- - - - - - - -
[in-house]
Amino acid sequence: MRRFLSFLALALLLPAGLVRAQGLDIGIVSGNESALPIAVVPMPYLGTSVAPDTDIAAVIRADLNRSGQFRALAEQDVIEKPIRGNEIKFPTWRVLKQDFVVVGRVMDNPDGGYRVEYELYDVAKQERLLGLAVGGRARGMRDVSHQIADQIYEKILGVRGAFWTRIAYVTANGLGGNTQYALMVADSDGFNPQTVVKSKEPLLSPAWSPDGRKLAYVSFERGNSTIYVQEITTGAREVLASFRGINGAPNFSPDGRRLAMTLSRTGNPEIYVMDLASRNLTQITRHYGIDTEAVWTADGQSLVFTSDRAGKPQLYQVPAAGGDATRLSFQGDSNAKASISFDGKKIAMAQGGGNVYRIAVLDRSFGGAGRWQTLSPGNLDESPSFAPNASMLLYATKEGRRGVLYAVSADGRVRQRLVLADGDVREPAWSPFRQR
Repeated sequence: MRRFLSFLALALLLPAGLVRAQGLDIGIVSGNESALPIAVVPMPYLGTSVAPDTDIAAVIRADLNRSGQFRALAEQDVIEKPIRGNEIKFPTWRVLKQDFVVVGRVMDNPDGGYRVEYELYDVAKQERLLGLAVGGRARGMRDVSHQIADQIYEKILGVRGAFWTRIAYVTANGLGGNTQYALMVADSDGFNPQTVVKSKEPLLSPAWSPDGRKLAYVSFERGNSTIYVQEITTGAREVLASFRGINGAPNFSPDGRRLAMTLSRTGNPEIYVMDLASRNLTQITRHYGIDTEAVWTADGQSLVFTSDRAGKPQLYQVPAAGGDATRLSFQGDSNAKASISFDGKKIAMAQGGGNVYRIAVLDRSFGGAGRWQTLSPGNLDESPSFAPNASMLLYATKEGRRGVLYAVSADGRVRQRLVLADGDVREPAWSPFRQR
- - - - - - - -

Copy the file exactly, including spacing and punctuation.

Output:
[in-house]
Amino acid sequence: MRRFLSFLALALLLPAGLVRAQGLDIGIVSGNESALPIAVVPMPYLGTSVAPDTDIAAVIRADLNRSGQFRALAEQDVIEKPIRGNEIKFPTWRVLKQDFVVVGRVMDNPDGGYRVEYELYDVAKQERLLGLAVGGRARGMRDVSHQIADQIYEKILGVRGAFWTRIAYVTANGLGGNTQYALMVADSDGFNPQTVVKSKEPLLSPAWSPDGRKLAYVSFERGNSTIYVQEITTGAREVLASFRGINGAPNFSPDGRRLAMTLSRTGNPEIYVMDLASRNLTQITRHYGIDTEAVWTADGQSLVFTSDRAGKPQLYQVPAAGGDATRLSFQGDSNAKASISFDGKKIAMAQGGGNVYRIAVLDRSFGGAGRWQTLSPGNLDESPSFAPNASMLLYATKEGRRGVLYAVSADGRVRQRLVLADGDVREPAWSPFRQR
Repeated sequence: MRRFLSFLALALLLPAGLVRAQGLDIGIVSGNESALPIAVVPMPYLGTSVAPDTDIAAVIRADLNRSGQFRALAEQDVIEKPIRGNEIKFPTWRVLKQDFVVVGRVMDNPDGGYRVEYELYDVAKQERLLGLAVGGRARGMRDVSHQIADQIYEKILGVRGAFWTRIAYVTANGLGGNTQYALMVADSDGFNPQTVVKSKEPLLSPAWSPDGRKLAYVSFERGNSTIYVQEITTGAREVLASFRGINGAPNFSPDGRRLAMTLSRTGNPEIYVMDLASRNLTQITRHYGIDTEAVWTADGQSLVFTSDRAGKPQLYQVPAAGGDATRLSFQGDSNAKASISFDGKKIAMAQGGGNVYRIAVLDRSFGGAGRWQTLSPGNLDESPSFAPNASMLLYATKEGRRGVLYAVSADGRVRQRLVLADGDVREPAWSPFRQR